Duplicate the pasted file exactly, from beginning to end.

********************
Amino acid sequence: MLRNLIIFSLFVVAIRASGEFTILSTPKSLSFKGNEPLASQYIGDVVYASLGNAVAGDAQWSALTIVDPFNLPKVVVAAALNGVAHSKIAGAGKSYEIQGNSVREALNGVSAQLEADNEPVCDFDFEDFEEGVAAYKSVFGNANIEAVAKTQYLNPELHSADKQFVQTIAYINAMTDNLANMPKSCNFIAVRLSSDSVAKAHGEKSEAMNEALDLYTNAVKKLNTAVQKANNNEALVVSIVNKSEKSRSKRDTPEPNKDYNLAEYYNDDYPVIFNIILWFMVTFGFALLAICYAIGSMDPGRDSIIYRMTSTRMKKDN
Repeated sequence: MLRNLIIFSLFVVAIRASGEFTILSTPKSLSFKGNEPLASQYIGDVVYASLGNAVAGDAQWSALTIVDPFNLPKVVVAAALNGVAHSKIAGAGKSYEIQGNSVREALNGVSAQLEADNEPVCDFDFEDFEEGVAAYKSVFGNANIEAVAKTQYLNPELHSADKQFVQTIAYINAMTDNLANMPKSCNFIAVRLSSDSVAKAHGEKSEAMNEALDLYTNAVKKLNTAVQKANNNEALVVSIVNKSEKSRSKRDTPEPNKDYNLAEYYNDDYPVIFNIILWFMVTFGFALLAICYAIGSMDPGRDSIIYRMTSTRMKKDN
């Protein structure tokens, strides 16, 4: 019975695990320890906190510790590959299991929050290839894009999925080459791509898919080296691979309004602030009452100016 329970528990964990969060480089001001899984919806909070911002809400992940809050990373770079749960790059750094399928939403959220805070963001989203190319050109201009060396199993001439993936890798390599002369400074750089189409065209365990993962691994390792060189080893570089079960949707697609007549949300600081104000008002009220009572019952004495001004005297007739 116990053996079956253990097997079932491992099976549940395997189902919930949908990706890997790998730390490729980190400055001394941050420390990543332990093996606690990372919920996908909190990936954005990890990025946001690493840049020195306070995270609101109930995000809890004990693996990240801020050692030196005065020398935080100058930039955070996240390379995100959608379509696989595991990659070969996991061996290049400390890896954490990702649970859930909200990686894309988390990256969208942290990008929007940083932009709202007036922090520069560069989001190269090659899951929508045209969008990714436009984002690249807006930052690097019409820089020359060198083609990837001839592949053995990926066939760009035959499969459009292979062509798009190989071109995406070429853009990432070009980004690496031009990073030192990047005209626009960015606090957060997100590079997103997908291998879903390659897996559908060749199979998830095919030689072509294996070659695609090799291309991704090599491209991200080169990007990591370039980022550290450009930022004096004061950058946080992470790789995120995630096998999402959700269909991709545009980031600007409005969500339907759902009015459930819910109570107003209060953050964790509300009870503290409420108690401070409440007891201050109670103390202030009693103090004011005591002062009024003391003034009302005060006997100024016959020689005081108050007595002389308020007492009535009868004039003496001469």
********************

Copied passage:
Amino acid sequence: MLRNLIIFSLFVVAIRASGEFTILSTPKSLSFKGNEPLASQYIGDVVYASLGNAVAGDAQWSALTIVDPFNLPKVVVAAALNGVAHSKIAGAGKSYEIQGNSVREALNGVSAQLEADNEPVCDFDFEDFEEGVAAYKSVFGNANIEAVAKTQYLNPELHSADKQFVQTIAYINAMTDNLANMPKSCNFIAVRLSSDSVAKAHGEKSEAMNEALDLYTNAVKKLNTAVQKANNNEALVVSIVNKSEKSRSKRDTPEPNKDYNLAEYYNDDYPVIFNIILWFMVTFGFALLAICYAIGSMDPGRDSIIYRMTSTRMKKDN
Repeated sequence: MLRNLIIFSLFVVAIRASGEFTILSTPKSLSFKGNEPLASQYIGDVVYASLGNAVAGDAQWSALTIVDPFNLPKVVVAAALNGVAHSKIAGAGKSYEIQGNSVREALNGVSAQLEADNEPVCDFDFEDFEEGVAAYKSVFGNANIEAVAKTQYLNPELHSADKQFVQTIAYINAMTDNLANMPKSCNFIAVRLSSDSVAKAHGEKSEAMNEALDLYTNAVKKLNTAVQKANNNEALVVSIVNKSEKSRSKRDTPEPNKDYNLAEYYNDDYPVIFNIILWFMVTFGFALLAICYAIGSMDPGRDSIIYRMTSTRMKKDN
């Protein structure tokens, strides 16, 4: 019975695990320890906190510790590959299991929050290839894009999925080459791509898919080296691979309004602030009452100016 329970528990964990969060480089001001899984919806909070911002809400992940809050990373770079749960790059750094399928939403959220805070963001989203190319050109201009060396199993001439993936890798390599002369400074750089189409065209365990993962691994390792060189080893570089079960949707697609007549949300600081104000008002009220009572019952004495001004005297007739 116990053996079956253990097997079932491992099976549940395997189902919930949908990706890997790998730390490729980190400055001394941050420390990543332990093996606690990372919920996908909190990936954005990890990025946001690493840049020195306070995270609101109930995000809890004990693996990240801020050692030196005065020398935080100058930039955070996240390379995100959608379509696989595991990659070969996991061996290049400390890896954490990702649970859930909200990686894309988390990256969208942290990008929007940083932009709202007036922090520069560069989001190269090659899951929508045209969008990714436009984002690249807006930052690097019409820089020359060198083609990837001839592949053995990926066939760009035959499969459009292979062509798009190989071109995406070429853009990432070009980004690496031009990073030192990047005209626009960015606090957060997100590079997103997908291998879903390659897996559908060749199979998830095919030689072509294996070659695609090799291309991704090599491209991200080169990007990591370039980022550290450009930022004096004061950058946080992470790789995120995630096998999402959700269909991709545009980031600007409005969500339907759902009015459930819910109570107003209060953050964790509300009870503290409420108690401070409440007891201050109670103390202030009693103090004011005591002062009024003391003034009302005060006997100024016959020689005081108050007595002389308020007492009535009868004039003496001469």